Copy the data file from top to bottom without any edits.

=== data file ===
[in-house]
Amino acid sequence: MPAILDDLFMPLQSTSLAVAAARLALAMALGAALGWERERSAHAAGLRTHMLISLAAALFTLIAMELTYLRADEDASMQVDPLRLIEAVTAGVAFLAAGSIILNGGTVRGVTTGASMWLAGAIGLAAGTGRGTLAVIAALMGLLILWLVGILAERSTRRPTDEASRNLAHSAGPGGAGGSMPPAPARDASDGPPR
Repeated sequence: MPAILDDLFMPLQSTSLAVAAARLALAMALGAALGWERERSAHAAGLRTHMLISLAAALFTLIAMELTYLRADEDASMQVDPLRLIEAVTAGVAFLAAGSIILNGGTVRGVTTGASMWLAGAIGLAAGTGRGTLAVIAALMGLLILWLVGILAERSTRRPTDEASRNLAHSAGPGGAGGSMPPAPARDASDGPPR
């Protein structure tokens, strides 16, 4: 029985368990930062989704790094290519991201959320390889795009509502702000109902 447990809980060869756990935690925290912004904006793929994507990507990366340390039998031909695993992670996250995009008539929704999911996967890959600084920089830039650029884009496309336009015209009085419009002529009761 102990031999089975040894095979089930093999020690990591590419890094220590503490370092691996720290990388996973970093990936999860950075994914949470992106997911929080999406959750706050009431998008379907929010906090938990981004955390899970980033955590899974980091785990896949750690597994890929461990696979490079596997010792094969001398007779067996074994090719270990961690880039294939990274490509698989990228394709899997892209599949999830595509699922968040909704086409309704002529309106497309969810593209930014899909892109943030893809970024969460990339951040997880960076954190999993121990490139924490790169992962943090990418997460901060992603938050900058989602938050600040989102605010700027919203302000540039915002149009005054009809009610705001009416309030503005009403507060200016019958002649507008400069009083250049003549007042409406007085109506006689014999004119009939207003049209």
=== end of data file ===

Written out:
[in-house]
Amino acid sequence: MPAILDDLFMPLQSTSLAVAAARLALAMALGAALGWERERSAHAAGLRTHMLISLAAALFTLIAMELTYLRADEDASMQVDPLRLIEAVTAGVAFLAAGSIILNGGTVRGVTTGASMWLAGAIGLAAGTGRGTLAVIAALMGLLILWLVGILAERSTRRPTDEASRNLAHSAGPGGAGGSMPPAPARDASDGPPR
Repeated sequence: MPAILDDLFMPLQSTSLAVAAARLALAMALGAALGWERERSAHAAGLRTHMLISLAAALFTLIAMELTYLRADEDASMQVDPLRLIEAVTAGVAFLAAGSIILNGGTVRGVTTGASMWLAGAIGLAAGTGRGTLAVIAALMGLLILWLVGILAERSTRRPTDEASRNLAHSAGPGGAGGSMPPAPARDASDGPPR
């Protein structure tokens, strides 16, 4: 029985368990930062989704790094290519991201959320390889795009509502702000109902 447990809980060869756990935690925290912004904006793929994507990507990366340390039998031909695993992670996250995009008539929704999911996967890959600084920089830039650029884009496309336009015209009085419009002529009761 102990031999089975040894095979089930093999020690990591590419890094220590503490370092691996720290990388996973970093990936999860950075994914949470992106997911929080999406959750706050009431998008379907929010906090938990981004955390899970980033955590899974980091785990896949750690597994890929461990696979490079596997010792094969001398007779067996074994090719270990961690880039294939990274490509698989990228394709899997892209599949999830595509699922968040909704086409309704002529309106497309969810593209930014899909892109943030893809970024969460990339951040997880960076954190999993121990490139924490790169992962943090990418997460901060992603938050900058989602938050600040989102605010700027919203302000540039915002149009005054009809009610705001009416309030503005009403507060200016019958002649507008400069009083250049003549007042409406007085109506006689014999004119009939207003049209």